FEMA probably coming

Error message

  • Warning: array_merge(): Argument #1 is not an array in _simpleads_render_ajax_template() (line 133 of /home/pdccourier/public_html/sites/all/modules/simpleads/includes/simpleads.helper.inc).
  • Notice: Trying to get property of non-object in _simpleads_adgroup_settings() (line 343 of /home/pdccourier/public_html/sites/all/modules/simpleads/includes/simpleads.helper.inc).
  • Warning: array_merge(): Argument #1 is not an array in _simpleads_render_ajax_template() (line 157 of /home/pdccourier/public_html/sites/all/modules/simpleads/includes/simpleads.helper.inc).


FEMA expected to come to 12-county area, but not confirmed

Storm damage estimates not expected to change much

By Ted Pennekamp


The latest damage assessments show that there was approximately $16.3 million in total damages to public infrastructure in 12 southwest and west central Wisconsin counties, UW–La Crosse, Kickapoo Valley Reserve and the Department of Natural Resources because of the severe thunderstorm on July 19 and subsequent flooding.

It appears as though the Federal Emergency Management Agency (FEMA) will be coming to the 12-county area to review damage estimate reports from the counties and municipalities. Grant County Emergency Management Director Steve Braun said Monday afternoon that FEMA representatives are expected sometime next week, but it is not yet known when. Crawford County Emergency Management Director Jim Hackett was a bit more cautious in saying that the indications are that FEMA will be coming, but it has not yet been confirmed. 

Crawford County sustained an estimated $353,476 in damage to public infrastructure, with reports now having been received from the county and all townships, villages and cities. That figure is unlikely to change much, said Hackett, who noted that $353,476 is the total that will be presented to FEMA if and when they arrive.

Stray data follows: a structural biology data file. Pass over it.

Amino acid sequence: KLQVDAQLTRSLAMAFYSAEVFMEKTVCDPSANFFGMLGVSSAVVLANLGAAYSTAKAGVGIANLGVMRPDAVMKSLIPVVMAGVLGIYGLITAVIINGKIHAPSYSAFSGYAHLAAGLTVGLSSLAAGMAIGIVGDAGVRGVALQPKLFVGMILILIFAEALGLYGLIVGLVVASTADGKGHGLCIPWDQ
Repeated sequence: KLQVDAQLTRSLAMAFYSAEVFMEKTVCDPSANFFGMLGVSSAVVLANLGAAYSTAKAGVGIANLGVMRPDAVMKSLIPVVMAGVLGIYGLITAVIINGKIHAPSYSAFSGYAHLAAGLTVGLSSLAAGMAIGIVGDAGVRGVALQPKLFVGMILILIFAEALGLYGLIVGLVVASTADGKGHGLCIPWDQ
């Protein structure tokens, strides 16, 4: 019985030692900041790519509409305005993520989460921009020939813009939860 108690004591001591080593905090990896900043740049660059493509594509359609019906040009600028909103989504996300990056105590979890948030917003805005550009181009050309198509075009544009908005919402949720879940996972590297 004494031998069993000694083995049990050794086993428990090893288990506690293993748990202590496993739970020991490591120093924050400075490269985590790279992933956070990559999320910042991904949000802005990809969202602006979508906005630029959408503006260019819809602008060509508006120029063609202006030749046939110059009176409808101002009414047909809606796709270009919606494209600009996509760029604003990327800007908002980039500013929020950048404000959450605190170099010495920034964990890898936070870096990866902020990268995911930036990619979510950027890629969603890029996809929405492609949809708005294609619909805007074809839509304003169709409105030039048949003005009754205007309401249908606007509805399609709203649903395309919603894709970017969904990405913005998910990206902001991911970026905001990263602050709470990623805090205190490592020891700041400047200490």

Grant County’s damage estimate is $2.23 million, said Braun. Assessment reports from Grant County and all of its towns, villages and cities have now been received. Braun said that the total of $2.23 million could change slightly because a handful of projects are large and complicated.

Some of the higher totals for damage to public infrastructure such as public buildings, roads, bridges, parks and other public property in Grant County, are the village of Cassville ($630,000), the town of Cassville ($100,000), the town of Castle Rock ($150,000), the town of Glen Haven ($100,000), the town of Harrison ($200,000), the town of Waterloo ($200,000), the town of Beetown ($149,200), and Scenic Rivers Energy Cooperative ($203,500).

In addition to Crawford and Grant counties, other damage estimates in the 12-county region include: Buffalo County ($367,000), Iowa County ($137,541), Jackson County ($76,000), La Crosse County ($4,515,300), Lafayette County ($1,225,000), Monroe County ($6,164,133), Pepin County ($20,000), Richland County ($200,500), Trempealeau County ($625,000), Vernon County ($320,000), UW-La Crosse ($75,000), Kickapoo Valley Reserve ($58,400), and the Department of Natural Resources ($555,420).

The estimates for damage to public infrastructure in each county will probably not change much in the coming days, said Wisconsin Emergency Management Crisis Communications Manager Lori Getter. 

“The counties impacted by the July 19-22 storms and flooding continue to work on damage assessments,” said Getter. “The numbers continue to remain in the same ballpark. We continue to work with FEMA.”

Should FEMA decide to cover damages, the federal government would pay for 75 percent of the cost to clean up and repair public infrastructure. The state would pay for 12.5 percent, and local governments would pay for 12.5 percent.

Rate this article: 
No votes yet